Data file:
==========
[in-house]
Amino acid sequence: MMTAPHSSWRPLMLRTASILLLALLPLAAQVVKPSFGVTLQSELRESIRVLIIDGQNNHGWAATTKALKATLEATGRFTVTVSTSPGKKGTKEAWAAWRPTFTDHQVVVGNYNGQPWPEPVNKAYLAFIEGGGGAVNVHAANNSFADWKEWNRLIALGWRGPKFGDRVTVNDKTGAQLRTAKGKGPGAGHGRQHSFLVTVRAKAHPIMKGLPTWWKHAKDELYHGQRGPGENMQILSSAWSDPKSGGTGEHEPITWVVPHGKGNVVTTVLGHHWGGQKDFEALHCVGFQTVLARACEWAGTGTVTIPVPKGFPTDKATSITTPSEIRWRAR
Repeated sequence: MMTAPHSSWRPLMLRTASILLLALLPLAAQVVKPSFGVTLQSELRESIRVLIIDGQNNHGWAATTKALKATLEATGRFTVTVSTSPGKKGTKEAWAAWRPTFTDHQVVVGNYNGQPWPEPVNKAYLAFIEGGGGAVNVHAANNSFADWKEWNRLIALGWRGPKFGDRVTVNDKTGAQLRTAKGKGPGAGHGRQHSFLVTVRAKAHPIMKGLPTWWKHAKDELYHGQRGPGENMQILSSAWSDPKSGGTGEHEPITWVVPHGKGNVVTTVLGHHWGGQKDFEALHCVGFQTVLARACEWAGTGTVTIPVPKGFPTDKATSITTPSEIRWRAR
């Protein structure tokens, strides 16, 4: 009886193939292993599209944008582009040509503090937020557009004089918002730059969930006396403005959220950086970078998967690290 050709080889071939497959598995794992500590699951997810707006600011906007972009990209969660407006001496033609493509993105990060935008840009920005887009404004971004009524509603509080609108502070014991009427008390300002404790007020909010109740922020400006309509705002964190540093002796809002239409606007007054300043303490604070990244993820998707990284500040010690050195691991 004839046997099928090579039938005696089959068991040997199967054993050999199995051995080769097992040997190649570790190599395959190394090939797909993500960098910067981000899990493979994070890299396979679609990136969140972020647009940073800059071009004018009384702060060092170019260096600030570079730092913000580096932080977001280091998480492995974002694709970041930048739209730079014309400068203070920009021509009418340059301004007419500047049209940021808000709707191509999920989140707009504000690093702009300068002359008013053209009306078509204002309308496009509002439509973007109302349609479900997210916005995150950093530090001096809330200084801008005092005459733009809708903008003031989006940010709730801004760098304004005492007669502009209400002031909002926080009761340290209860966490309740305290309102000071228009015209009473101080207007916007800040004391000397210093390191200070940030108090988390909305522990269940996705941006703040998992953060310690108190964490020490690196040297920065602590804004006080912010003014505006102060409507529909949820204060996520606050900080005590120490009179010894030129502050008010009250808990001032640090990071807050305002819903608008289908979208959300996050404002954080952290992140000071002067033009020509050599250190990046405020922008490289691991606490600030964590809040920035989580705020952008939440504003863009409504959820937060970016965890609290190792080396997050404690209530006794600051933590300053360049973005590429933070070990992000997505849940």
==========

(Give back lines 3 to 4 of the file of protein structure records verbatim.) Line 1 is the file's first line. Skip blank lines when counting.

Repeated sequence: MMTAPHSSWRPLMLRTASILLLALLPLAAQVVKPSFGVTLQSELRESIRVLIIDGQNNHGWAATTKALKATLEATGRFTVTVSTSPGKKGTKEAWAAWRPTFTDHQVVVGNYNGQPWPEPVNKAYLAFIEGGGGAVNVHAANNSFADWKEWNRLIALGWRGPKFGDRVTVNDKTGAQLRTAKGKGPGAGHGRQHSFLVTVRAKAHPIMKGLPTWWKHAKDELYHGQRGPGENMQILSSAWSDPKSGGTGEHEPITWVVPHGKGNVVTTVLGHHWGGQKDFEALHCVGFQTVLARACEWAGTGTVTIPVPKGFPTDKATSITTPSEIRWRAR
């Protein structure tokens, strides 16, 4: 009886193939292993599209944008582009040509503090937020557009004089918002730059969930006396403005959220950086970078998967690290 050709080889071939497959598995794992500590699951997810707006600011906007972009990209969660407006001496033609493509993105990060935008840009920005887009404004971004009524509603509080609108502070014991009427008390300002404790007020909010109740922020400006309509705002964190540093002796809002239409606007007054300043303490604070990244993820998707990284500040010690050195691991 004839046997099928090579039938005696089959068991040997199967054993050999199995051995080769097992040997190649570790190599395959190394090939797909993500960098910067981000899990493979994070890299396979679609990136969140972020647009940073800059071009004018009384702060060092170019260096600030570079730092913000580096932080977001280091998480492995974002694709970041930048739209730079014309400068203070920009021509009418340059301004007419500047049209940021808000709707191509999920989140707009504000690093702009300068002359008013053209009306078509204002309308496009509002439509973007109302349609479900997210916005995150950093530090001096809330200084801008005092005459733009809708903008003031989006940010709730801004760098304004005492007669502009209400002031909002926080009761340290209860966490309740305290309102000071228009015209009473101080207007916007800040004391000397210093390191200070940030108090988390909305522990269940996705941006703040998992953060310690108190964490020490690196040297920065602590804004006080912010003014505006102060409507529909949820204060996520606050900080005590120490009179010894030129502050008010009250808990001032640090990071807050305002819903608008289908979208959300996050404002954080952290992140000071002067033009020509050599250190990046405020922008490289691991606490600030964590809040920035989580705020952008939440504003863009409504959820937060970016965890609290190792080396997050404690209530006794600051933590300053360049973005590429933070070990992000997505849940």